Bob Lambeck is a household name with Mopar drag racing fanatics, and for good reason. Bob began drag racing with a 1962 Pontiac, and won the 1963 Winternationals. He then moved to a '57 Chevy he drove in G/Stock. He caught the eye of Chrysler's Jerry Gross, who talked the California driver into the Dick Landy camp, and Lambeck became the driver of Landy's 440-powered '68 SS/EA Dart. He won the Division 7 title with that car in 1968, then followed it up by winning the title again in 1969 with a Landy SS/EA Super Bee. In 1970, Lambeck became one of the pioneers of a new thing called Pro Stock. Driving his Dart Pro Stocker, he won the Division 6 title for 1970 and won the Division 7 Super Stock title driving a Hemi Challenger! He left the Landy camp for 1971 and, by 1972, had a state-of-the-art Pro Stock Duster built by Ron Butler. The Duster was one of the most feared Pro Stockers on the West Coast and one of the last to run a four-speed before Bob switched to a Lenco near the end of 1973. Shortly after that, he was involved in a horrific crash which badly broke his left leg and ended his driving career far too soon. However, by the late seventies, Lambeck teamed up with Randy Humphrey, and it was their 1979 Volare Pro Stocker that ended Bob Glidden's record winning streak in Pro Stock at the 1979 Mile High Nationals. That would be the last Hemi-powered Mopar Pro Stocker to win an NHRA national event! Bob continued to field teams in drag racing, and continues to do so today, with his son, Doug Lambeck, racking up wins, first in Super Stock and, lately, in Comp Eliminator. And, Bob's right there still building the engines and he helps build every single car.
Rod Hall was probably the greatest off-road driver that ever was or ever will be. He began his off-road racing career in 1964 with a rather modest Jeep, then gained international fame in the late sixties with a red, white, and blue Bronco that was virtually unbeatable, owned by Nevada native Bill Stroppe. In 1975, Stroppe inked a deal with Dodge to manage their off-road racing program and, in turn, Rod Hall switched to Dodge 4x4 pickups, and the combination quickly became the stuff of legend. From 1977 to 1987, Rod Hall put together a winning streak with his Dodge trucks that will likely stand for all eternity, winning thirty-seven consecutive SCORE and HDRA victories in his Dodges. In 1982, he won the 12,500 mile long Repco event in Australia, then returned in 1985 to win the Australian 4WD class championship. He and Bill Stroppe designed the famed "Rod Hall Edition" Power Wagons, which are highly sought-after today, and many of their innovations found their way into Dodge's production 4x4's throughout their association with the company. Finally, with Dodge changing directions, Rod Hall left to race Hummers, continuing to drive until 2017, just shy of his 80th birthday! Rod is the only man in history to have won the Baja 1000 seventeen times, and win the Baja 500 twelve times. Over the course of his career, Rod won the points championships at 150 major off-road events! If you want a picture of someone dominating their sport, Rod Hall was the man! Rod passed away in June 2019 at the age of eighty-two.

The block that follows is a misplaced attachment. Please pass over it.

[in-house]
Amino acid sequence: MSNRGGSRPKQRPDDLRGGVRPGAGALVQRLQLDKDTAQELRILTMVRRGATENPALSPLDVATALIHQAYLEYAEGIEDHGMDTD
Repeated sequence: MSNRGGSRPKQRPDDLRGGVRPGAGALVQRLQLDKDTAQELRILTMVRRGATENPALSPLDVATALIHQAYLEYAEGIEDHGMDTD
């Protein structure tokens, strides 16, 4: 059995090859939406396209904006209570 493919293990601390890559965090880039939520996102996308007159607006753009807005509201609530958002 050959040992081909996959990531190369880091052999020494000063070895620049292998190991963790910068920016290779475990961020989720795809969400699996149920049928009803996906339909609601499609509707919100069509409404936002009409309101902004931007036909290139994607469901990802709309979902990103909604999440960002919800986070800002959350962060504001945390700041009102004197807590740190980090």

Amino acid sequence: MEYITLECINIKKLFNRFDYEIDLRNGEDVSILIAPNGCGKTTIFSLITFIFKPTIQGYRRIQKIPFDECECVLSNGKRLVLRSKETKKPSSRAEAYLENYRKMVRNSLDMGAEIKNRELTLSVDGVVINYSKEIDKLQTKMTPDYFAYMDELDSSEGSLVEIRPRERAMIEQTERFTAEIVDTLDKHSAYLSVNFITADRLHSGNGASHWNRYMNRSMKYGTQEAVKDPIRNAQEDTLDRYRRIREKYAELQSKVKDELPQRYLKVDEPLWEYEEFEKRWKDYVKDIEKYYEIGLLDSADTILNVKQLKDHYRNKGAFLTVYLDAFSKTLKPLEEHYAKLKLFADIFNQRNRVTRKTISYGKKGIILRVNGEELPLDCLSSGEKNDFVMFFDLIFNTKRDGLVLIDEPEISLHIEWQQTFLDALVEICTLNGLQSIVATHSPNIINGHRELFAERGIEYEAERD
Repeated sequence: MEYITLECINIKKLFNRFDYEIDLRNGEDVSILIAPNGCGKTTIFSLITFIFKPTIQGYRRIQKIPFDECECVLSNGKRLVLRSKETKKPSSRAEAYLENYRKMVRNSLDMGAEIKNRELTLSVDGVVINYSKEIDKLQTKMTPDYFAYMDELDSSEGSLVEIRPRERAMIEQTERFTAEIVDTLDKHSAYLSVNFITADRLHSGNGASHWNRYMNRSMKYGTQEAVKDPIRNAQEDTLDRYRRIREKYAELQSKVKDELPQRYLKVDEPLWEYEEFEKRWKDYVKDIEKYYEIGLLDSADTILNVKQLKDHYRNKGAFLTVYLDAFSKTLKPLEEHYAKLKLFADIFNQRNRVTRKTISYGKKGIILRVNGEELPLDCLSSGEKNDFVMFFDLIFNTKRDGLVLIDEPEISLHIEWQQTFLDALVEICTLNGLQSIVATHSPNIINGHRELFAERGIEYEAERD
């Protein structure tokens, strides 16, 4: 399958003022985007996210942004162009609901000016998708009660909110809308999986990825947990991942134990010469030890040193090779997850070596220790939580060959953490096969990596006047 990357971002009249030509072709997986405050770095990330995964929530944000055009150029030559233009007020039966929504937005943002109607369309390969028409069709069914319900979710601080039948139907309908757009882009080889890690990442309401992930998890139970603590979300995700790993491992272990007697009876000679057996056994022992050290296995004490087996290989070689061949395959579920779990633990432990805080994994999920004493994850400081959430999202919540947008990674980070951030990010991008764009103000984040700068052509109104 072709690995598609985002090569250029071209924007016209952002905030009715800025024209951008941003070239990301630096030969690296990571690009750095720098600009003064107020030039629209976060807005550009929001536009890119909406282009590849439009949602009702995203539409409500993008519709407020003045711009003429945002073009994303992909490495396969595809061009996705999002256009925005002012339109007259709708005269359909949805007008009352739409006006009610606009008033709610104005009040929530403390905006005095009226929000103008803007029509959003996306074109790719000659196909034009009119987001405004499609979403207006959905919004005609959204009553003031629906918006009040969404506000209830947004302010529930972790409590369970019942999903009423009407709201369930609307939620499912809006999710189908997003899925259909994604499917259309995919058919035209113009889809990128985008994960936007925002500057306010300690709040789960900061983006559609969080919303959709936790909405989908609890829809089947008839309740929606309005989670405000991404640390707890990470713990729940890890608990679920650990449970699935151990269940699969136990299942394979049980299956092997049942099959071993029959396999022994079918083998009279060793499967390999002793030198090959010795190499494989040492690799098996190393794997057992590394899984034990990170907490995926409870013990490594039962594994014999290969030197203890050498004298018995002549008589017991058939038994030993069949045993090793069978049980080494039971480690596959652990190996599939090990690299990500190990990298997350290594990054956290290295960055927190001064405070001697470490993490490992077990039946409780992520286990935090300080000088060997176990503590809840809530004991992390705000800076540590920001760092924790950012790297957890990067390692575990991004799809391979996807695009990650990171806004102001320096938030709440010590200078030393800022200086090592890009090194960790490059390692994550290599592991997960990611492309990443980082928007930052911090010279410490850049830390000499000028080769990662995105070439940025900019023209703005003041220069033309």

Walker Evans, aka "The Legend' is a name synonymous with Dodge truck racing and winning. Walker began, interestingly, in 1969, racing an AMC Rambler off-road with a team sponsored by actor James Garner! From there, his rise to fame was meteoric. While Walker drove a Ford through most of the seventies, in the late seventies he switched over to Dodge and, once again, it was the change that made all the difference in the world. For the next four decades, Walker Evans Racing has built the most incredible off-road trucks in the world, and in a variety of styles. While he's most famed for his 4x4 Dodge pickups, Walker's also built and driven a number of Ramcharger "Prerunners" to victories in major events, as well as Dodge Dakotas. Overall, it was good enough for 142 career wins and twenty-one championship titles, and he won the Baja 1000 five times! Walker also drove in mud-slinging stadium racing in Dodge pickups, and in 1995 and 1996 he owned and drove for his own NASCAR Craftsman Truck Series team, again with Dodge, coming in 14th and 17th in the national points standings respectively. Walker retired from racing at the end of 1996, but Walker Racing continues to make performance parts for off-road racing of virtually all sorts and he remains closely affiliated with Jeep.